Last but not least, an industrial skeining machine and washing the yarns.

The spin mill also has a lovely shop. I was gifted some worsted wool to try with my own spinning wheel. I also got a few skeins of their thin worsted yarn because I promised to design a shawl pattern for it in the spring. Thank you so much for the wool and the yarn, and especially for the tour at the mill.

My favorite souvenier off all was a 2 kg lamb I bought!

To be precise, I bought almost 2 kg of woollen carded wool because I've been dreaming for years of  spinning a sweater quantity. Running out of wool shouldn't stop me now!


Taming the octopus

Sounds strange? Not at all, once you'll let me explane.

What: Thunderstorm toque Abbye Knits
How: Circular needles 3.5 ja 4.5 mm
From: KVG Woolworks Merino DK, 81 g

I'm taking part in the annual Indie design gift-along hosted on Ravelry. It includes a huge bunch of independent knit and crochet designers having a 25 % sale for a week and then everyone joining in for gift knitting.

The event has 8 different categories, each with their own KAL thread. And if you manage to complete a project in each of the eight categories, you've tamed the octopus. I haven't participated in Tour de Sock for a few years now and I miss the competition. So here I am, chasing an octopus.

The spirit of the Indie design gift-along is for the designers to promote each other instead of everyone promoting themselves. So I'm hoping to knit these 8 projects by 8 different designers.

My first project was a super cool hat that I've wanted to knit for a long time. It has a folded rib, showy cables with bobbles in between. But the show stopper is the star shaped crown. I modified the pattern to have a long tail tubular cast on. Just to make the cast on edge nice and round.

I finished the hat in almost one night and it turned out just perfect. The plan was to knit Christmas gifts but what am I to do if the hat fits me so well.

And the yarn. It is the softest thing ever! It's a treasured left over yarn from my stash. I've made a shawl in this yarn some years ago so I'll have to keep the beanie for myself. They make such a cute set!


What you knit is what you get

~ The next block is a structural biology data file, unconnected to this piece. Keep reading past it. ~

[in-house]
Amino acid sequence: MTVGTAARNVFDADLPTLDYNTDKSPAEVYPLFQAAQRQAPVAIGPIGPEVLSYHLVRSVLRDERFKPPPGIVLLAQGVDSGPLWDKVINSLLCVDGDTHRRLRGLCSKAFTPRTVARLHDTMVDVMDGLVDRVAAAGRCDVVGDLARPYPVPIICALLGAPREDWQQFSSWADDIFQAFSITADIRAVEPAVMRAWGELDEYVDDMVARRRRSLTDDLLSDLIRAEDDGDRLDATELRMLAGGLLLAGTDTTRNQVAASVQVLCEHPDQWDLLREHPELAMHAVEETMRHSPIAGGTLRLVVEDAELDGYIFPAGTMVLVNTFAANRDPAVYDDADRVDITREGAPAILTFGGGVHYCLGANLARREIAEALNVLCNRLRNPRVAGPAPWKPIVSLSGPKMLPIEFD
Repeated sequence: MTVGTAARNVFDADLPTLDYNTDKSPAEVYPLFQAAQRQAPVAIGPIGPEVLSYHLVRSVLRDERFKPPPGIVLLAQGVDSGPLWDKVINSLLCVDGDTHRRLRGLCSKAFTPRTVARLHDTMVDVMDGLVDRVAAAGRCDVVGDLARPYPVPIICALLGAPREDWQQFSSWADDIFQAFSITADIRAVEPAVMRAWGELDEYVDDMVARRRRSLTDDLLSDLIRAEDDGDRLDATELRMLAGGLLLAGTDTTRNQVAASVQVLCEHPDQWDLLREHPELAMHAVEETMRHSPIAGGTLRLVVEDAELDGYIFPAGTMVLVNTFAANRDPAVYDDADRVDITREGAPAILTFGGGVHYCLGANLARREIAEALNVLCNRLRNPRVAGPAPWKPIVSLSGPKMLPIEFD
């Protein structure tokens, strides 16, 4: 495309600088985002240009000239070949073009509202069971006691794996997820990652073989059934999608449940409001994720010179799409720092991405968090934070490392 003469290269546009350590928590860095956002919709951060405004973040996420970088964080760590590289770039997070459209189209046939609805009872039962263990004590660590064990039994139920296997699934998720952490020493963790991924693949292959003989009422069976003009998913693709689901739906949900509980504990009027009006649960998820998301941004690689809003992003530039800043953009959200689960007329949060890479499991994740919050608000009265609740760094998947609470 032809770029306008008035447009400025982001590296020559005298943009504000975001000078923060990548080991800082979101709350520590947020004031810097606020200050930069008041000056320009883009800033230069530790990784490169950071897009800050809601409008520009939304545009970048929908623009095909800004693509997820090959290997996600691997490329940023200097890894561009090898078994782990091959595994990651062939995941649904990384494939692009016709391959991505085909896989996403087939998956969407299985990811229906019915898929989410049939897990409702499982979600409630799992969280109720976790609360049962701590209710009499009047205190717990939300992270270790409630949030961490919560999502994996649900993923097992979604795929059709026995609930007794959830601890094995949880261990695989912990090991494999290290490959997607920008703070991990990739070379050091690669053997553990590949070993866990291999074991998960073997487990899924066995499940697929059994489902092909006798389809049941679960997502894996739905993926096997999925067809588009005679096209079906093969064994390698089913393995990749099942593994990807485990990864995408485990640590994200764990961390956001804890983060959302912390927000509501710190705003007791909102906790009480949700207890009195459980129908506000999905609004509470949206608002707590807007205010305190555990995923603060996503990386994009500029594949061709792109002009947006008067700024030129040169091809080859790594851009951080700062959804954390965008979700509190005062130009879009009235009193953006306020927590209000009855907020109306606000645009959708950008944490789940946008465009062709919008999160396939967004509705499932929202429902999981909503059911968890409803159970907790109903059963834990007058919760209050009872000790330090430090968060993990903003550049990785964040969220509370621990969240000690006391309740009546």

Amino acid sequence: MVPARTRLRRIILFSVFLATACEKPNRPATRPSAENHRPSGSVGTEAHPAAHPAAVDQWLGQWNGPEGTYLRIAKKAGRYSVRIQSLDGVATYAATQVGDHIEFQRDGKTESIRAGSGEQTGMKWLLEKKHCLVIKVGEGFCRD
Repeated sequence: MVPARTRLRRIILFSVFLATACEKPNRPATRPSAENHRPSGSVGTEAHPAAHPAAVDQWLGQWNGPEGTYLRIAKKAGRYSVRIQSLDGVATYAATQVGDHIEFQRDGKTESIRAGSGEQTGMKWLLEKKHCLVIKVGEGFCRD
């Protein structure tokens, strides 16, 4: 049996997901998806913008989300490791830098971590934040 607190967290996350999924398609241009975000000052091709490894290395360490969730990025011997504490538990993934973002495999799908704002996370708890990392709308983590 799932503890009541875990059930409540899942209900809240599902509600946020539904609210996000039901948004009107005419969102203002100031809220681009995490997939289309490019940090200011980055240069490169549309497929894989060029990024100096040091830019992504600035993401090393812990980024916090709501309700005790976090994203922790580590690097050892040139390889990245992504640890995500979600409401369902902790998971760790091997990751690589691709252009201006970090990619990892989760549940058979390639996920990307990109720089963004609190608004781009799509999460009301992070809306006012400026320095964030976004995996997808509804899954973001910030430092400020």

I got a modified pair of socks as I didn't pay too much atterntion to the pattern.

What: Wendel / General Hogbuffer
How: Circular needle 2.25 mm
From: Drops Fabel, 60 g

Yep. I started working on yet another pair for The Box which is getting quite full. This time I chose a free pattern by General Hogbuffer. I've been meaning to try the pattern for years already. The General writes his free patterns to fit his quite big feet so I left out one repeat to get a suitable stitch count.

The socks have a pretty lace pattern spiraling around them. The pattern repeat was quick to memorize and the socks were a breeze all the way to the heels.

And then I found out I would need that one repeat I left out if I wanted to follow the pattern for the insteps. So from there on, these are my own mod. I'm an experienced enough knitter to deal with this and keeping my stitch counts correct with the lace.

The pattern would have let the spiral go on for a bit and then it would've been mirrored for the rest of the socks. I didn't want to think how I could make it work with my stitch count so I continued the lace as it was. It worked nicely this way too.

The box is truly running out of space. I had to resort to a little violence to fit this pair in. And now there is only room for one more pair on top.

You see, Santa's little helper made a pair too! My sister knitted a pair of lovely colorwork socks. So maybe I don't have to worry about whether or not I have time to make one more pair.


Colorful stripes

Or not.

What: Basic socks / Own pattern
How: Circular needle 2.25 mm
From: Scrap yarns, 60 g

Few years ago I came up with a fun way to use scrap yarns. I made a pair of socks for a friend knitting stripes with two yarns that were almost the same color. You couldn't really see the stripes but they made the colors behave differently and I had such fun making them. It may well be that I'm the only knitter on earth who has fun making invisible stripes but I liked them so much that ever since then I've wanted to try it again.

I went through my scrap yarns and picked out all creamy neutrals and knitted a pair of stripy socks. I cast on 60 sts, worked 12 rounds of ribbing and then started working 3 round stripes. The heel is a French heel, the kind that has a round shape.

The colors didn't work exactly as I planned. They had a bit too much contrast and you can clearly see the stripes. And then there was this cute but unfortunate blue glitter yarn that turned out the be way more blue than I imagined. Look how loud it is! How rude.

You can't really blame the socks for having too much color but I really like them. I've been longing for a pair of light colored socks in my wardrobe and now I have them.

I am a bit bothered by the amount of contrast in these and I will probably have a do-over at some point. I still have a bunch of light mint scraps and deep green scraps so we'll see.